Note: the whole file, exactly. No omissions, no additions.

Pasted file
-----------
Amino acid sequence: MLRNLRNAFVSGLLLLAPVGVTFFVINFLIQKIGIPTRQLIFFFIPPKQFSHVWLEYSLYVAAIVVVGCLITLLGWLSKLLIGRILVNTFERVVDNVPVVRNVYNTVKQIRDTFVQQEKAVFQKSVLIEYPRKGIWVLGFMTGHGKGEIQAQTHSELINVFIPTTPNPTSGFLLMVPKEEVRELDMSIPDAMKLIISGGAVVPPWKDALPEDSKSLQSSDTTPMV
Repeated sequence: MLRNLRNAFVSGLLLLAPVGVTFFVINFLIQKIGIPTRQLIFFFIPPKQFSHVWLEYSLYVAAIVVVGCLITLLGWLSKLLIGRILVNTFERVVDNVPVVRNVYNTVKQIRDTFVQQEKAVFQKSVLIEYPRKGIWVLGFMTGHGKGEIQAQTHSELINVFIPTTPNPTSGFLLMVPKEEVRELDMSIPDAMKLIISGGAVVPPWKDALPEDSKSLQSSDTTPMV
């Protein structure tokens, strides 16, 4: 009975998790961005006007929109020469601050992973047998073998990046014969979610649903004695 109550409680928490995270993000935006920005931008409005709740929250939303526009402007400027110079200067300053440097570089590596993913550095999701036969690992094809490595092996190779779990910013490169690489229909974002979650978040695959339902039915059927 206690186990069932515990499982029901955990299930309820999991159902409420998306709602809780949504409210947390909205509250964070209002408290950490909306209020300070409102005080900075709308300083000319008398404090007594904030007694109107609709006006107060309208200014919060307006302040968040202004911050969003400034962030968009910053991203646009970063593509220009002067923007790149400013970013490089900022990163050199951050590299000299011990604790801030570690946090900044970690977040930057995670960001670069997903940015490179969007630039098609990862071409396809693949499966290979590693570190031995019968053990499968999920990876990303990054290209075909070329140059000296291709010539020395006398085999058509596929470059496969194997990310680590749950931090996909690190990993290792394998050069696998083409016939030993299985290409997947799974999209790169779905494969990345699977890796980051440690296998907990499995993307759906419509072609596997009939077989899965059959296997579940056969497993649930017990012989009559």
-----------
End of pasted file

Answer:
Amino acid sequence: MLRNLRNAFVSGLLLLAPVGVTFFVINFLIQKIGIPTRQLIFFFIPPKQFSHVWLEYSLYVAAIVVVGCLITLLGWLSKLLIGRILVNTFERVVDNVPVVRNVYNTVKQIRDTFVQQEKAVFQKSVLIEYPRKGIWVLGFMTGHGKGEIQAQTHSELINVFIPTTPNPTSGFLLMVPKEEVRELDMSIPDAMKLIISGGAVVPPWKDALPEDSKSLQSSDTTPMV
Repeated sequence: MLRNLRNAFVSGLLLLAPVGVTFFVINFLIQKIGIPTRQLIFFFIPPKQFSHVWLEYSLYVAAIVVVGCLITLLGWLSKLLIGRILVNTFERVVDNVPVVRNVYNTVKQIRDTFVQQEKAVFQKSVLIEYPRKGIWVLGFMTGHGKGEIQAQTHSELINVFIPTTPNPTSGFLLMVPKEEVRELDMSIPDAMKLIISGGAVVPPWKDALPEDSKSLQSSDTTPMV
């Protein structure tokens, strides 16, 4: 009975998790961005006007929109020469601050992973047998073998990046014969979610649903004695 109550409680928490995270993000935006920005931008409005709740929250939303526009402007400027110079200067300053440097570089590596993913550095999701036969690992094809490595092996190779779990910013490169690489229909974002979650978040695959339902039915059927 206690186990069932515990499982029901955990299930309820999991159902409420998306709602809780949504409210947390909205509250964070209002408290950490909306209020300070409102005080900075709308300083000319008398404090007594904030007694109107609709006006107060309208200014919060307006302040968040202004911050969003400034962030968009910053991203646009970063593509220009002067923007790149400013970013490089900022990163050199951050590299000299011990604790801030570690946090900044970690977040930057995670960001670069997903940015490179969007630039098609990862071409396809693949499966290979590693570190031995019968053990499968999920990876990303990054290209075909070329140059000296291709010539020395006398085999058509596929470059496969194997990310680590749950931090996909690190990993290792394998050069696998083409016939030993299985290409997947799974999209790169779905494969990345699977890796980051440690296998907990499995993307759906419509072609596997009939077989899965059959296997579940056969497993649930017990012989009559």